And then came the public revelation that Israel had acquired a massive collection of documents from Iran’s past nuclear weapons work, a development that highlighted the dangers inherent in the JCPOA’s “sunsetting” of restrictions on the size of Iran’s enrichment capacity and stocks of fissile material. Rather than putting its past nuclear weapons program emphatically and demonstrably behind it, it turns out that Iran had been carefully preserving documentation and research on nuclear weapons designs.

The regime in Tehran had promised in the JCPOA that “under no circumstances will Iran ever seek, develop or acquire any nuclear weapons.” If it had meant this, one might perhaps have expected that Iran would have admitted its past weapons work – much of which had, in any event, already been extensively documented by the IAEA – and destroyed or turned over all this documentation. Instead, however, Iran seems, as it were, to have hidden its weapons research away for a rainy day – perhaps in anticipation of a potential future decision to reconstitute full-scope weapons development once the “sunset” of JCPOA restrictions had allowed it to amass a large enough stockpile of enriched uranium and advanced centrifuges to permit a rapid sprint to weaponization. Almost nothing could better highlight the problem of the JCPOA “sunset clause.”

As a result of all this, we left the JCPOA in order to start over. We now aim to use the reimposition of full sanctions in a new “maximum pressure”-style campaign against Iran as a catalyst for bringing international partners – and eventually Iran itself – back to the table to negotiate a permanent solution to these problems. We need these pressures to help provide incentives to find a negotiated answer that puts enduring limits on Iran’s nuclear capacities, rather than temporary ones, and which thus permanently denies Iran a pathway to nuclear weapons. We also need to address Iran’s missile development and proliferation threats, its support for terrorism and its destabilization of its neighbors.

Secretary Pompeo spelled out the full range of our negotiating objectives in his remarks at the Heritage Foundation on May 21. Notably, however, our approach is not just about sanctions pressures. As Secretary Pompeo also made clear, if Iran agrees to a new and better deal that comprehensively addresses our concerns, we would support Iran’s full reintegration, politically and economically, into the community of nations. This would include the establishment of diplomatic relations, lifting all our sanctions against Iran – not just some of them, as the JCPOA did – and supporting Iran’s reintegration into the global economy and community of nations.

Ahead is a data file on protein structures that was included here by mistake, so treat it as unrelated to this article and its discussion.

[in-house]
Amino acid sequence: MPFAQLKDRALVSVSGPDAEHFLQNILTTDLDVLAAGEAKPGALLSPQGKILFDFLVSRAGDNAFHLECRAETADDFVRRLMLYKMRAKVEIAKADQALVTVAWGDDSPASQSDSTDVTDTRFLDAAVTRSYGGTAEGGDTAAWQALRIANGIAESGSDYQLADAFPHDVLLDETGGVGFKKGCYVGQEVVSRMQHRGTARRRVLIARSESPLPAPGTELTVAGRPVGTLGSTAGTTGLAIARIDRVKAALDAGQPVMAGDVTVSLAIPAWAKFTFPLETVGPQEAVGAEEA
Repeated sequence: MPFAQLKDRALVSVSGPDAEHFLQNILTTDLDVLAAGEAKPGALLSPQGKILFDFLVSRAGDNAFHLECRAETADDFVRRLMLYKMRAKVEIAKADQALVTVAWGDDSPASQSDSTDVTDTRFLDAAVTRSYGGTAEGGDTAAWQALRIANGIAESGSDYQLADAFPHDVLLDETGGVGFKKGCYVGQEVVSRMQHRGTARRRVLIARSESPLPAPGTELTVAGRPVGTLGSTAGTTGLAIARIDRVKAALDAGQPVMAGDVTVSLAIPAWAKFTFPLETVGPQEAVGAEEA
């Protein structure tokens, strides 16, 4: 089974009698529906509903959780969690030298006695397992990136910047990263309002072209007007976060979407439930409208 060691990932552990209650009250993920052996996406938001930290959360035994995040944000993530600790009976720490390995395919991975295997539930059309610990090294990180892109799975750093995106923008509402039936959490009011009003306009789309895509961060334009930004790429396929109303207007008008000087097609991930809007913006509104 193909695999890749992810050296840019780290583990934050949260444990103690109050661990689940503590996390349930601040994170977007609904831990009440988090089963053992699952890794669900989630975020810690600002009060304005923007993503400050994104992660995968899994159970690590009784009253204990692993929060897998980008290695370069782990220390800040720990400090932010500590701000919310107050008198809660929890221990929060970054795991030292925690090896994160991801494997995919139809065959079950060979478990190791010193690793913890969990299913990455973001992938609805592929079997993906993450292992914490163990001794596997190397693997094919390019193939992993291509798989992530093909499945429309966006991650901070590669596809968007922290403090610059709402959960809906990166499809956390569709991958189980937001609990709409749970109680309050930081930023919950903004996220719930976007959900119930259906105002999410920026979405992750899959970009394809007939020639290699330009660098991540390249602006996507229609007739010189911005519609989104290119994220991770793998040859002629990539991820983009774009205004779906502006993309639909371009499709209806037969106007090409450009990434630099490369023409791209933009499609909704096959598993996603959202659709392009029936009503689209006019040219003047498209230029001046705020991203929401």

Normal nations do not engage in prolonged proxy wars against their neighbors, continue destabilizing behavior with persistent ballistic missile testing and proliferation, and posture themselves for illegal nuclear weaponization breakout. If Iran abandons such behaviors and thus comes to act like a normal nation, U.S. officials have indicated that they would be willing to treat it as a normal nation in every way. That is our hope, and that is our negotiating objective.

This is a huge project, but we are fully invested and ready to put in the sustained and serious effort required to get an outcome that provides lasting security for the region and the world. And we’re also prepared to lean hard on our partners and the international community to get it done.

We are not naive enough to think that achieving a comprehensive new deal will be easy. It won’t. But we are confident that friends and allies will eventually join us in demanding that Iranian behavior and conduct be normalized and made non-threatening, so that Iran can in turn enjoy truly normalized relations and commerce with the international community – benefitting, in the end, the Iranian people themselves perhaps most of all.

So that, then, is what I would offer for discussion regarding our path forward. We obviously face great challenges with Iran, but these problems demand from us an approach that seeks to re-shape the security environment and starts anew toward a comprehensive and lasting solution. If we are realistic, creative, and diligent, I believe that such an answer is indeed possible – and I promise you we will be working very hard to achieve it.

Thank you for your time this afternoon. I look forward to your questions.